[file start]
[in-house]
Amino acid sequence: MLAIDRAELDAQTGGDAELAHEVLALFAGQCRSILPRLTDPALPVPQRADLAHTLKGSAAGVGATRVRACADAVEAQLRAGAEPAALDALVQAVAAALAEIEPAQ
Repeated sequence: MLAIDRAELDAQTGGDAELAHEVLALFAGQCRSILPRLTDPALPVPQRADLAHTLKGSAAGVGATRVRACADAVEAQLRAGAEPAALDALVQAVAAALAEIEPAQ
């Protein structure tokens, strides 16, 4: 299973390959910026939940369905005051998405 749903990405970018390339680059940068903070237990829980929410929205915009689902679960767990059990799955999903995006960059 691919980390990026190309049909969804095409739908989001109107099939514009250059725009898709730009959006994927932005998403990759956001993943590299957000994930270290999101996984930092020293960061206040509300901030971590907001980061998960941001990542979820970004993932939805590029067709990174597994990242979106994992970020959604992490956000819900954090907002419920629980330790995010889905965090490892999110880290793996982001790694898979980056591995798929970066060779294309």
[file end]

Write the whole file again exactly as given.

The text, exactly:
[in-house]
Amino acid sequence: MLAIDRAELDAQTGGDAELAHEVLALFAGQCRSILPRLTDPALPVPQRADLAHTLKGSAAGVGATRVRACADAVEAQLRAGAEPAALDALVQAVAAALAEIEPAQ
Repeated sequence: MLAIDRAELDAQTGGDAELAHEVLALFAGQCRSILPRLTDPALPVPQRADLAHTLKGSAAGVGATRVRACADAVEAQLRAGAEPAALDALVQAVAAALAEIEPAQ
């Protein structure tokens, strides 16, 4: 299973390959910026939940369905005051998405 749903990405970018390339680059940068903070237990829980929410929205915009689902679960767990059990799955999903995006960059 691919980390990026190309049909969804095409739908989001109107099939514009250059725009898709730009959006994927932005998403990759956001993943590299957000994930270290999101996984930092020293960061206040509300901030971590907001980061998960941001990542979820970004993932939805590029067709990174597994990242979106994992970020959604992490956000819900954090907002419920629980330790995010889905965090490892999110880290793996982001790694898979980056591995798929970066060779294309």